Flowery Branch is counting on a section of railroad right of way to remain open so the city can reach a planned pump station that’s part of a sewer line extension project.
City officials discovered the issue when they began looking at the site of the pump station off Bell Drive, a dirt Hall County road with a portion of it on Norfolk Southern Corp. property.
City Planner James Riker raised the matter with City Council, saying the city could take its chances with Bell Drive remaining open or it could build an access road off the right of way. The access road, because of land grade and other issues, would be “very, very expensive,” Riker aid.
“We’re of the mindset that it is very unlikely that the railroad would desire to close (the Bell Drive portion),” Riker said.
“It’s been there for quite some time. Having our truck drive on it once a day is probably not going to raise an alert to the railroad.”
City Attorney Ron Bennett echoed that sentiment.
“There’s no sense in building a road when one exists,” he said. “And I don’t think the railroad is going to come out and build a fence across Bell Drive any time soon.”
People occasionally drive on the road, Riker said.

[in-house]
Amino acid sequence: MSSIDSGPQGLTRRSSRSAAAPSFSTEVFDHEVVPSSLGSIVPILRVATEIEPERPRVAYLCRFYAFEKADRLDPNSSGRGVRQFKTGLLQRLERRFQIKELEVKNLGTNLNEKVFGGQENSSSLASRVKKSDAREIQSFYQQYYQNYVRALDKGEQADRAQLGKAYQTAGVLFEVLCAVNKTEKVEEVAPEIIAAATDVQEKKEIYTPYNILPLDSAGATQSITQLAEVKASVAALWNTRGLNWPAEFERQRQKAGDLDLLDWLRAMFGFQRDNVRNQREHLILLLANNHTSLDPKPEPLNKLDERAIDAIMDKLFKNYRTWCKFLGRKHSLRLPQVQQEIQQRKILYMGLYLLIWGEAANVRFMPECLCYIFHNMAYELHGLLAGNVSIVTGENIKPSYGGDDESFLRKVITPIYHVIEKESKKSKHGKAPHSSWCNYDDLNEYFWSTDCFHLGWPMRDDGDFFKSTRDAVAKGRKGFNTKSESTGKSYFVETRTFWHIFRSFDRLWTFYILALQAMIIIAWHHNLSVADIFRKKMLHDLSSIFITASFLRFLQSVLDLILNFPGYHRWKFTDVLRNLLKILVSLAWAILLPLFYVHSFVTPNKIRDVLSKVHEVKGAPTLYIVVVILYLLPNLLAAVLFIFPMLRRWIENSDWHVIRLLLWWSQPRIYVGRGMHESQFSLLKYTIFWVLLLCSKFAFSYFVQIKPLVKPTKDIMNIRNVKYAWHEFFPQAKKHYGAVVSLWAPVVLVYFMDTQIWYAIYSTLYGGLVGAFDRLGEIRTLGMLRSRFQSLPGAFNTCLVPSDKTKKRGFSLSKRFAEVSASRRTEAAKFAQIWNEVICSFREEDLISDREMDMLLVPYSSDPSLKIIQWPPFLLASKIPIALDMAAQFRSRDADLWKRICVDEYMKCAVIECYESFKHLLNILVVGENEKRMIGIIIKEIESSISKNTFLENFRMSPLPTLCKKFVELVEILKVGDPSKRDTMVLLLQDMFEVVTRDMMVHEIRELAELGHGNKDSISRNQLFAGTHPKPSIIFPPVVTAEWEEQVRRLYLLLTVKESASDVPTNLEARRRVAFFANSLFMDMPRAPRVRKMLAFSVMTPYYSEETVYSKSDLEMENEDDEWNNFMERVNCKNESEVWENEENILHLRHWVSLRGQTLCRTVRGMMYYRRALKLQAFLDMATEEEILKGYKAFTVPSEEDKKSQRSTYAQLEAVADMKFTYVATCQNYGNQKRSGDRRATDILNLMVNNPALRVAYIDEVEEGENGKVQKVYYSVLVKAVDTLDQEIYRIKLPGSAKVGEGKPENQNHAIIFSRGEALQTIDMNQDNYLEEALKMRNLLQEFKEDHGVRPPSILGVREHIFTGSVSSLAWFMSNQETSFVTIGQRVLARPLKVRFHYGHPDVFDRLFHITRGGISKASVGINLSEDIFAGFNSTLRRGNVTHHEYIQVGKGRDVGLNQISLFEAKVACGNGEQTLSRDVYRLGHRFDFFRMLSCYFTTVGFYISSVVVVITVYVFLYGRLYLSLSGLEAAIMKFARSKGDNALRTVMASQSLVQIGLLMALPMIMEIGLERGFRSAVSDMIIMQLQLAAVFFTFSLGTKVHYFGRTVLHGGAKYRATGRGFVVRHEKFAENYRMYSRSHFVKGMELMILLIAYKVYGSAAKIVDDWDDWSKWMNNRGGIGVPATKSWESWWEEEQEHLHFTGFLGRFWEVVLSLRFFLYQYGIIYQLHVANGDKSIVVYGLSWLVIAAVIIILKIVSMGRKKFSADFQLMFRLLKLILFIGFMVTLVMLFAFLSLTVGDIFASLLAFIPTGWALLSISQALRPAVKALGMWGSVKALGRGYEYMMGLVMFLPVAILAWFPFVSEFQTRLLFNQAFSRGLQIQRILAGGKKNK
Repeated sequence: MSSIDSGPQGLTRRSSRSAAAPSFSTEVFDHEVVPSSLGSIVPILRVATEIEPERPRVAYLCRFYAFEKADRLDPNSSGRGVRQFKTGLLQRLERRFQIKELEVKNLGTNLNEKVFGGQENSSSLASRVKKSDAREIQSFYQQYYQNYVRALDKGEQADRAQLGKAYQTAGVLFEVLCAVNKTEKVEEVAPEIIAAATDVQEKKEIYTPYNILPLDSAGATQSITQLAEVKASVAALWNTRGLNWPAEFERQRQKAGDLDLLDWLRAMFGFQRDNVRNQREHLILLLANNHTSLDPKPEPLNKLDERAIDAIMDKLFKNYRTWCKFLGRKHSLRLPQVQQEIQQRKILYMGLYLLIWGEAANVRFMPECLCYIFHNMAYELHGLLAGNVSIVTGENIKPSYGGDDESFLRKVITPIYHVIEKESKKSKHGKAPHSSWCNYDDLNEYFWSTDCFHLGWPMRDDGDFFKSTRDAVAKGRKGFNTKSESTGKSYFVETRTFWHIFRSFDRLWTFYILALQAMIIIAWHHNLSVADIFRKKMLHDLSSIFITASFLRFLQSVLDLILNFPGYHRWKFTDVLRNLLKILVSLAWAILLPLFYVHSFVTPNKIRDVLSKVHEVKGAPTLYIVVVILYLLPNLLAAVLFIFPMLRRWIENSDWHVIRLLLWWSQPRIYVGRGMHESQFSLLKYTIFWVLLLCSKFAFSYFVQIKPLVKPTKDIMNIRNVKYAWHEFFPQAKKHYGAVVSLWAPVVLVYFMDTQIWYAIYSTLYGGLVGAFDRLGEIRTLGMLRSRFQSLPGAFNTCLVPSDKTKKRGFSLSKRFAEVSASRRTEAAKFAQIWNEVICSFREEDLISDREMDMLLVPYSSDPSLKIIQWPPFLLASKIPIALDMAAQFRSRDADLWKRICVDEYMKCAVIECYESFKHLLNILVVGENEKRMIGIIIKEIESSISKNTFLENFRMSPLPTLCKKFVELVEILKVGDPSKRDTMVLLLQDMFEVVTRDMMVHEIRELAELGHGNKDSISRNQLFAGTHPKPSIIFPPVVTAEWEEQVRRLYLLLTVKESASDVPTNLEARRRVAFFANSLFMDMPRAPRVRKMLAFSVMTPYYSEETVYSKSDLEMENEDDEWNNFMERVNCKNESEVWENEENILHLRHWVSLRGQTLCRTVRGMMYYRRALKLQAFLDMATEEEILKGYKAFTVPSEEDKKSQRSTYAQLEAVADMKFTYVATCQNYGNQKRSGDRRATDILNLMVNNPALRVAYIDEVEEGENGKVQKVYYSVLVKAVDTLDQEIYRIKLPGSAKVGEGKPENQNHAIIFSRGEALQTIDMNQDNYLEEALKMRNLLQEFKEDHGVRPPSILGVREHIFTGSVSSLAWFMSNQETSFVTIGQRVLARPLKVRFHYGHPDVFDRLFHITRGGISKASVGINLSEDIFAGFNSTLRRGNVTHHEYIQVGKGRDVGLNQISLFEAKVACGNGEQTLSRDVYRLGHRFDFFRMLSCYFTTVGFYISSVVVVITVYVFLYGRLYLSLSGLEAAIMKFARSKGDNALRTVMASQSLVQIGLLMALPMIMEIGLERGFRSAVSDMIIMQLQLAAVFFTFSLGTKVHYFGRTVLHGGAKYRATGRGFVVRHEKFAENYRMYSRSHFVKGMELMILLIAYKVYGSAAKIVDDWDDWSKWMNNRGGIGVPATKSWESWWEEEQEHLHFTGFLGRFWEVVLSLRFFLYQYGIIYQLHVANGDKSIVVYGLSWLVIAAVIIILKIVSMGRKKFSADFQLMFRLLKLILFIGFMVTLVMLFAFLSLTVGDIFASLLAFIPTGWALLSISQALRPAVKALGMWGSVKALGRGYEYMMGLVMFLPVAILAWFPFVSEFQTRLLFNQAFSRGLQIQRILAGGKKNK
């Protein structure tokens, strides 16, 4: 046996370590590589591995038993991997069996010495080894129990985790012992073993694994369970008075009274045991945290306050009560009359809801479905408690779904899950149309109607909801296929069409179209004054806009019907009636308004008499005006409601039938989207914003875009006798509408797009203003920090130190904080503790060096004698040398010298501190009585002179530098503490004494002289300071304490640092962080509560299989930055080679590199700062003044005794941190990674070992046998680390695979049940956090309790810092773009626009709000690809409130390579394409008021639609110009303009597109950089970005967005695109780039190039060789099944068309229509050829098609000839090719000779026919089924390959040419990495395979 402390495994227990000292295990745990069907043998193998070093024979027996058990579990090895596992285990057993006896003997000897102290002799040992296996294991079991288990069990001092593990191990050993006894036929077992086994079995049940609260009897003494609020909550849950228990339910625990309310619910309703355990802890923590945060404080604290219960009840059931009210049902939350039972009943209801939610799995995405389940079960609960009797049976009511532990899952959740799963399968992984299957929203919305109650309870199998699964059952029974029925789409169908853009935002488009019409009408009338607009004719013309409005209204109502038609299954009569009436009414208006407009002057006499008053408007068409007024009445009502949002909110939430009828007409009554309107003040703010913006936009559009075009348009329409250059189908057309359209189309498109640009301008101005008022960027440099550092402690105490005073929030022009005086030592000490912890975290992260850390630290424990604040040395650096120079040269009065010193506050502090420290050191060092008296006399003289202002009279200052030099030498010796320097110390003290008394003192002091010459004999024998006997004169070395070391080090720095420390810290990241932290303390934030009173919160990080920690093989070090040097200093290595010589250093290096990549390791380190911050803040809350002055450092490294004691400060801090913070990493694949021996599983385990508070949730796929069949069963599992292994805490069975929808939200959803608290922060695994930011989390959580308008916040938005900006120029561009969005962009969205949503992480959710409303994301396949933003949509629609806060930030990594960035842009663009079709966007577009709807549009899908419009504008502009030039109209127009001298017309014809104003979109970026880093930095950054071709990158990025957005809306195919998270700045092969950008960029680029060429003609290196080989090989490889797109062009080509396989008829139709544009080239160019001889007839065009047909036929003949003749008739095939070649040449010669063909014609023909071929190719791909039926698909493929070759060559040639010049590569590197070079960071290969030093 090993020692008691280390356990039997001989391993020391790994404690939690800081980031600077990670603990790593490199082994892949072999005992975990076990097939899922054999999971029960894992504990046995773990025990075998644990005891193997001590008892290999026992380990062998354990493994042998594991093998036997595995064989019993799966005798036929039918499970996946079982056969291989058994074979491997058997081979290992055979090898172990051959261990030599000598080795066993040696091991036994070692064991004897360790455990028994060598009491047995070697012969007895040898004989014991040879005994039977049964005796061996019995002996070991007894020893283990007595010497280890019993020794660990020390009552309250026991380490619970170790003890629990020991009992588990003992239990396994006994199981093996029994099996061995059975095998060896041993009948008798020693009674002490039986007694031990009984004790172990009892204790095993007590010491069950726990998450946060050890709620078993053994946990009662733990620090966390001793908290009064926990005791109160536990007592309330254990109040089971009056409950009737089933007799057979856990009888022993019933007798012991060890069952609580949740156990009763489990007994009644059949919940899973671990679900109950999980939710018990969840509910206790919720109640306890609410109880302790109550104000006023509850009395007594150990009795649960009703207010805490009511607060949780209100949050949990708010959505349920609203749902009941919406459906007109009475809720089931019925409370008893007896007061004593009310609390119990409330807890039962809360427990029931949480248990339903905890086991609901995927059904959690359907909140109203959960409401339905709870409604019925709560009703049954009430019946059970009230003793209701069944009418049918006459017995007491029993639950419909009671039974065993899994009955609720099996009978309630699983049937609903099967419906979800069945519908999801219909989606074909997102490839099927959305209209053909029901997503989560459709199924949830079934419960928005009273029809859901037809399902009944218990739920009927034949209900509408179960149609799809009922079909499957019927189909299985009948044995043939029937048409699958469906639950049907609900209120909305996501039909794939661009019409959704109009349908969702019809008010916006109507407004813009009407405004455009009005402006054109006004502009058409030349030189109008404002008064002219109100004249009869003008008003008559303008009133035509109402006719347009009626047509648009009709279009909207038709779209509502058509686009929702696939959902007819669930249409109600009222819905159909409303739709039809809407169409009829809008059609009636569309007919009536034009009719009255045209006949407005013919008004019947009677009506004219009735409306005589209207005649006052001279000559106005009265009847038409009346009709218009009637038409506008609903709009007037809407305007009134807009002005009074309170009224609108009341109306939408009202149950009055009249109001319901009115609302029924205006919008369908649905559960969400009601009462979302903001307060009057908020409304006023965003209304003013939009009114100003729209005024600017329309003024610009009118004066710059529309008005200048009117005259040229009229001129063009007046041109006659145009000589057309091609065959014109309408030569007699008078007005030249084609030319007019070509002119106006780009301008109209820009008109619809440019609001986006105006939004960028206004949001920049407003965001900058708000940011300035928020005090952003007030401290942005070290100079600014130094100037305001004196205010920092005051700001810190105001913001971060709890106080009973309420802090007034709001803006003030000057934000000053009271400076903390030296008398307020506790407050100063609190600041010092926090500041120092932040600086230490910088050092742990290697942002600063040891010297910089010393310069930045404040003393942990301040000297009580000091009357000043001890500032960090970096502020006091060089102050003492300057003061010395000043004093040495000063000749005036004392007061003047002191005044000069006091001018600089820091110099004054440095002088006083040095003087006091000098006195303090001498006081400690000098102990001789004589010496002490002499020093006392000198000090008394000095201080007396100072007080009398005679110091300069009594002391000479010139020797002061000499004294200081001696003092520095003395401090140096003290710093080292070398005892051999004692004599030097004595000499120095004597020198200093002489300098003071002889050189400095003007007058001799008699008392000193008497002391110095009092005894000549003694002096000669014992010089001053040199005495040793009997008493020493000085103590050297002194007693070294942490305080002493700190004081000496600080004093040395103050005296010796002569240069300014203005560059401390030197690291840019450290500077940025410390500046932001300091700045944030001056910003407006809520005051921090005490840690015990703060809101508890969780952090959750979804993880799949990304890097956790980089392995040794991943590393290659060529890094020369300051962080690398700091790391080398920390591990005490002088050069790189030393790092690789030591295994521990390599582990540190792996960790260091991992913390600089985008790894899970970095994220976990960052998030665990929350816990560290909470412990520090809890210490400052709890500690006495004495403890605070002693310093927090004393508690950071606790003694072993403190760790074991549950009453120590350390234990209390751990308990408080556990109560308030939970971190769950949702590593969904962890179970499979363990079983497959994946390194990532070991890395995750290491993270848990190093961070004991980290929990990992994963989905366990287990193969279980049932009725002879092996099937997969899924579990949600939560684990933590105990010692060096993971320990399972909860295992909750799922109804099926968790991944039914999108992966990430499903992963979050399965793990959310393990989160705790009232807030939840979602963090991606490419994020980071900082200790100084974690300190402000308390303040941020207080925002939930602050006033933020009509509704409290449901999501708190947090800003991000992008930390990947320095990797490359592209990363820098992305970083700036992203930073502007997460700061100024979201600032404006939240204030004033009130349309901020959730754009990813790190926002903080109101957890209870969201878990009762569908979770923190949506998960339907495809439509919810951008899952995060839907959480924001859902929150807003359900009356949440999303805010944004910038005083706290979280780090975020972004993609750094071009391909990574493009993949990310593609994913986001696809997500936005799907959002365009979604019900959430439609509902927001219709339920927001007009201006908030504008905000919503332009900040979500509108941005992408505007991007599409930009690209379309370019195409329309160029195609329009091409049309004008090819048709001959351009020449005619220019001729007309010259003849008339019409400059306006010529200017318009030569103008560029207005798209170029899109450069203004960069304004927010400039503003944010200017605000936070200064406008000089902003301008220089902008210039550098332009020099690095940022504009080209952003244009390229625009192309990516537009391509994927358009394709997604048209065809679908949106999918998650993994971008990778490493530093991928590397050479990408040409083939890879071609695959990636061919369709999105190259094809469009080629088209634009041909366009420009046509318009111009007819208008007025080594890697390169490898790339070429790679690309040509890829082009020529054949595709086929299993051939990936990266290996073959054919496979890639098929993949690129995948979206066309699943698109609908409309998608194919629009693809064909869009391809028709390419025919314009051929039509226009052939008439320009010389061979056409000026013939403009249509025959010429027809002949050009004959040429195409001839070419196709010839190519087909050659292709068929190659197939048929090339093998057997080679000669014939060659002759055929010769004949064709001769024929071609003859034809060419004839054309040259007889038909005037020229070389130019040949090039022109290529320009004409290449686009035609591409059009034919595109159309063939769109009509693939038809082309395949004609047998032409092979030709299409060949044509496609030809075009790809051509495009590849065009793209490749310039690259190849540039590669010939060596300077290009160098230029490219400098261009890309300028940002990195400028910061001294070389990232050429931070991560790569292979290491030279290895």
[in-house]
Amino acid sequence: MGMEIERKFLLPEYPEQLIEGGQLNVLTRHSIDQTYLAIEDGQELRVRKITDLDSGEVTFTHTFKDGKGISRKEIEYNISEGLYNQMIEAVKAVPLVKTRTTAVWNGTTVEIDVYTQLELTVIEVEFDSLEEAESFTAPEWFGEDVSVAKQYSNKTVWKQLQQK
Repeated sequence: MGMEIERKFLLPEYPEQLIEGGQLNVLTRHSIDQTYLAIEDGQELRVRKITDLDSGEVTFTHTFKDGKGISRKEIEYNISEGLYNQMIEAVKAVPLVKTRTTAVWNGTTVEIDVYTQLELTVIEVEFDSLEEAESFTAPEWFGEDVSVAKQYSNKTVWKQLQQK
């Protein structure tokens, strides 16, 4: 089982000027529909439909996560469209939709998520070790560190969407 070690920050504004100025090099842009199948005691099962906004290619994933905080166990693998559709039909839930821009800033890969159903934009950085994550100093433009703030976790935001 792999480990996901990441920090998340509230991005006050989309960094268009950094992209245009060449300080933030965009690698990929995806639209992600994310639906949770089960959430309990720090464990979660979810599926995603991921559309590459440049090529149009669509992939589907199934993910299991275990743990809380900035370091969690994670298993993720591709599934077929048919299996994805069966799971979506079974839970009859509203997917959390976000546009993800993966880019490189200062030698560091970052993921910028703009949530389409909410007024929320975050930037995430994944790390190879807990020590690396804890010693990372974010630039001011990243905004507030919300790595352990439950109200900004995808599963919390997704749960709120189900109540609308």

“As you go further down (it), there are actually homes that have frontage on Bell Drive. It’s very odd,” he added.
Bell Drive starts on Gaines Ferry Road and loops around to connect with McEver Road.
City Manager Bill Andrew said he believes that even if the railroad closed that section of road to public traffic, “it is likely they would put a gate (there) and leave it for us to use.
“The likelihood of them saying you can’t access your lift station is extremely minimal.”
Riker said “the best thing that can happen” is that property abutting the pump station and located between McEver Road and Bell Drive gets developed and the city can work out an agreement with the developer to access the pump station through that site.
The pump station is part of an overall project estimated to cost the city about $1.7 million.
The project calls for extending a sewer line from a small treatment plant the city operates at the Cinnamon Cove condominium complex off Gaines Ferry Road, about three miles from the city
The plan is to extend the line down Gaines Ferry, across McEver and over to the city’s sewer plant off Atlanta Highway. Once the project is completed, the city would shut down the Cinnamon Cove plant.
Flowery Branch’s 1-percent special purpose local option sales tax program is paying for the project but, because of falling revenues, could have to use other sources — including a reserve fund — to do the work.